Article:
DAVOS, Switzerland — The leaders of Facebook and other social media sites have long seen some grim writing on their wall. While spectacular popularity has turned them into household names, they haven't found a way to transform all those friends, fans and followers into profits.
On Wednesday, in a rare encounter of rivals, the chiefs of Twitter, MySpace, Facebook and LinkedIn met with industry experts at the World Economic Forum to plot strategies for the future — and help other business ride their success as well.
The common theme: developing social networks so they get beyond socializing to drive humanitarian causes — Haiti earthquake relief, for example — or help businesses better communicate with their customers to increase sales.
While participants touted social media's ability to reach out, form relationships and keep people and businesses linked together, they offered scant insight into how the companies can make money, cashing in on their enormous fan base.
"What's important for them is to become indispensable to consumers," said Augie Ray, a senior analyst for social computing with Forrester Research Inc.
"For Facebook, one of the interesting things is the value of advertising that is super relevant and also increasingly involves the preferences and actions of your friends," he said.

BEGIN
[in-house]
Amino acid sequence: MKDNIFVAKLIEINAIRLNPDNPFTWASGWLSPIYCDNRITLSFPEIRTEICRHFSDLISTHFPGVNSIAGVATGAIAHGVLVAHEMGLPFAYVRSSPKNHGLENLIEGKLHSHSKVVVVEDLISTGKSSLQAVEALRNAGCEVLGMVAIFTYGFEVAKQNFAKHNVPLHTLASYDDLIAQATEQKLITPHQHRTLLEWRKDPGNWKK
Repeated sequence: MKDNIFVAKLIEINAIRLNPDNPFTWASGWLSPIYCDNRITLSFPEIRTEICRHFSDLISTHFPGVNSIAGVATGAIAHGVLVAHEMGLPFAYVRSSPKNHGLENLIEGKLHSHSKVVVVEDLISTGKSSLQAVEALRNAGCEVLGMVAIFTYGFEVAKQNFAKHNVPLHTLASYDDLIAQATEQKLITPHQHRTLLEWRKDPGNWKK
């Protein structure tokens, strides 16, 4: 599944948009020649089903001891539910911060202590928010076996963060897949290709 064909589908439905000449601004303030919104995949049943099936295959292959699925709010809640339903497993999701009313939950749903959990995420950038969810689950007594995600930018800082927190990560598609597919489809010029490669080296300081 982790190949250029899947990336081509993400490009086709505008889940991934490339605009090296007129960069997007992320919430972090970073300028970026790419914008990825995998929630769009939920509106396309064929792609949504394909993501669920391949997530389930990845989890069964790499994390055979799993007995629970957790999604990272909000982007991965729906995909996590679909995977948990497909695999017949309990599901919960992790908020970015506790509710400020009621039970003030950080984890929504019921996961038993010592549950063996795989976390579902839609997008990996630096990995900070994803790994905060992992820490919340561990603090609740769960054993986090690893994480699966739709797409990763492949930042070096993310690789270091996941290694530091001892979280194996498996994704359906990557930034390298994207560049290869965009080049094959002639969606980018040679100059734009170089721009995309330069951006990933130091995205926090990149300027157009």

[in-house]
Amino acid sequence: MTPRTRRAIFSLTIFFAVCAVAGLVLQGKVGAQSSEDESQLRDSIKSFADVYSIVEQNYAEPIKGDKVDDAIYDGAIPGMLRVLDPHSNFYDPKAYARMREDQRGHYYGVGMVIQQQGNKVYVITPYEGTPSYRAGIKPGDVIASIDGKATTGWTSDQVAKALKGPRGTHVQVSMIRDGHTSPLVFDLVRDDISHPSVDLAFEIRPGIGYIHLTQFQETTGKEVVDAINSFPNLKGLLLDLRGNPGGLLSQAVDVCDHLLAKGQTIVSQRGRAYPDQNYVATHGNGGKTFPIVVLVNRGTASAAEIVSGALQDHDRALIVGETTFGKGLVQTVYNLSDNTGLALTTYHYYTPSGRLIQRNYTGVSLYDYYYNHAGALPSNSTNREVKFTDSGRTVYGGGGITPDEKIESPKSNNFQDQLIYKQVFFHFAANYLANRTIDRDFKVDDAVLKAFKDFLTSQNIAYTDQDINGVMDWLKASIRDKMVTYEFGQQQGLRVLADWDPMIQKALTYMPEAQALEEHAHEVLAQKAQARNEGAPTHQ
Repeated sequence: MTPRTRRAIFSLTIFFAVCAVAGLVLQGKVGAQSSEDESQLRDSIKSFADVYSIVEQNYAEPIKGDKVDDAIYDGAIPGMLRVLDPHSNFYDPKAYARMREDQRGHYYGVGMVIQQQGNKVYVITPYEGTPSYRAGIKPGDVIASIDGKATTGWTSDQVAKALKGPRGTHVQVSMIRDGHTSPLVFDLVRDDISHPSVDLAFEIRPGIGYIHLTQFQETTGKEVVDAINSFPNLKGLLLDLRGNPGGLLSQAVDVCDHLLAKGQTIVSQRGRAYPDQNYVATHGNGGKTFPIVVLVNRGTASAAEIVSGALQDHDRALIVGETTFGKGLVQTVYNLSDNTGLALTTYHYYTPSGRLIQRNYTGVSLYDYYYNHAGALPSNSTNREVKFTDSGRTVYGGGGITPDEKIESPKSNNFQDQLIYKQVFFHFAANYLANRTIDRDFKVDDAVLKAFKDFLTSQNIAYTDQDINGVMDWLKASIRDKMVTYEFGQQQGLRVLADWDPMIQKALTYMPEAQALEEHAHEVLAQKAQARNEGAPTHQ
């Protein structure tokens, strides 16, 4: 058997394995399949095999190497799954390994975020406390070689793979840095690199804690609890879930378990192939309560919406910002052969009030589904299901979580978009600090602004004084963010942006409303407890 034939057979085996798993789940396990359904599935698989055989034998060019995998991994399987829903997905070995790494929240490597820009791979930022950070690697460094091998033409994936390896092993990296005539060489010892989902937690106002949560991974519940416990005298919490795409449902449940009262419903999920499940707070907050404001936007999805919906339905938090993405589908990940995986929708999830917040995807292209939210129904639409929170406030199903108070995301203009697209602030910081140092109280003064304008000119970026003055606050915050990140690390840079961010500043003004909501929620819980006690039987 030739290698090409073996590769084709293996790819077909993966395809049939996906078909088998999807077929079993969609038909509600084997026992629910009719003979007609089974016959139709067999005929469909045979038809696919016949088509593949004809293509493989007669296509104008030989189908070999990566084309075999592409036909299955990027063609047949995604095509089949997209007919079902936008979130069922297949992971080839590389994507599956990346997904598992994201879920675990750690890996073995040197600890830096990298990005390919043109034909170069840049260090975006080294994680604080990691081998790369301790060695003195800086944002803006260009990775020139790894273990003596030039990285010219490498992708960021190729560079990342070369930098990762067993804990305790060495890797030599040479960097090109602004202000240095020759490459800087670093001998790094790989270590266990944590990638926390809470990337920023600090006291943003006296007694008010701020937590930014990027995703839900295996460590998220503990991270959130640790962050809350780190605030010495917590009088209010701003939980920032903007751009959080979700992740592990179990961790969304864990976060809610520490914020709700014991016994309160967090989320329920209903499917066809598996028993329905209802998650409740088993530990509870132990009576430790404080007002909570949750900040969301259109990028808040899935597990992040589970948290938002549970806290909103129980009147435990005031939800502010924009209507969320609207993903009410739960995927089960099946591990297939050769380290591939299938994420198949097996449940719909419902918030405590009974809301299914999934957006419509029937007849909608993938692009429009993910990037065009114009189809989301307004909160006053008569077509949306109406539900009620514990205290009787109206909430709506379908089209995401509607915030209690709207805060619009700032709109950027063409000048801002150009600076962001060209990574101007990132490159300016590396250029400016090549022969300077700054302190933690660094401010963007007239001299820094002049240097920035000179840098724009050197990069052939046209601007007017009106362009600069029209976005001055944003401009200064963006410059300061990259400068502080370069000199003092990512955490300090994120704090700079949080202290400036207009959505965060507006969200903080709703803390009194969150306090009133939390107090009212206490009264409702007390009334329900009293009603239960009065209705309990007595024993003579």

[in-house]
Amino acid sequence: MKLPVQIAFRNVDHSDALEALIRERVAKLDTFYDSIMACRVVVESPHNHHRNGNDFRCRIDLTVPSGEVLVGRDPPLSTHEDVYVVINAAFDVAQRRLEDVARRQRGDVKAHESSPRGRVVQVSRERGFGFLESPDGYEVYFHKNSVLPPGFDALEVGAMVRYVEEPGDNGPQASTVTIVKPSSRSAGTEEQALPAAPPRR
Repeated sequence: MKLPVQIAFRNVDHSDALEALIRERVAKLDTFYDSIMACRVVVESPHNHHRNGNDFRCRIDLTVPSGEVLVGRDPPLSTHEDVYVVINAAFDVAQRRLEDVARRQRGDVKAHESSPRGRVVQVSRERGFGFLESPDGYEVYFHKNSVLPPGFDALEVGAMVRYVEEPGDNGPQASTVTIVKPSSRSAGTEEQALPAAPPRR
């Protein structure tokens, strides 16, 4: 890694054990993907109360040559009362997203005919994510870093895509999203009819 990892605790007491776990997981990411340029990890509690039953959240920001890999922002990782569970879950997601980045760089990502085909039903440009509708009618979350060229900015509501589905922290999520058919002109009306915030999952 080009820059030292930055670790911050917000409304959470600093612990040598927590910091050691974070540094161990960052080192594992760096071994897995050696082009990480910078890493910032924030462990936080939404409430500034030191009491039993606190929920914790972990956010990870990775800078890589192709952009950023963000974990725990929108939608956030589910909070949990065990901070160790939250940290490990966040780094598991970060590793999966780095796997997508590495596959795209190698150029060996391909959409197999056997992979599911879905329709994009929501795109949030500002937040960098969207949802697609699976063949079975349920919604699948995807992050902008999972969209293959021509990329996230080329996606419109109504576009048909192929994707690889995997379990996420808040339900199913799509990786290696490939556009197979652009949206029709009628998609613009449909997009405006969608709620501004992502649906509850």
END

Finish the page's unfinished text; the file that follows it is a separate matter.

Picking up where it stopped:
Facebook, which draws revenue from advertising posted down the right side of its site, has generated buzz about a possible initial public offering this year.
If it does go public, Twitter and LinkedIn may be tempted to follow, he said.
Evan Williams, chief executive and co-founder of Twitter, the popular micro-blogging tool, said more and more small businesses were listening to their customers via the site, capitalizing on the way individuals build relationships across social media platforms.
"This is the heart of what a lot of social networks are about, they're about communicating... but they're also about relationships of all types," he said.
Randi Zuckerberg, whose brother, Mark Zuckerberg, founded Facebook, showed how the use of the site, along with others, promoted charitable giving to Haiti after the devastating earthquake there, providing information and a source for donating money.
Experts see huge business opportunities remaining in social media sites. George Colony, chief executive of Forrester, noted that "we now spend five to six hours a day on media," a figure second only to the amount of sleep people get.
Of the 15 top trafficked Web sites, seven of those are social by nature, including Facebook, which draws some 130 million views a day; MySpace, which counts some 50 million to 60 million views a day; and Twitter, which has some 25 million views daily, according to ComScore Inc.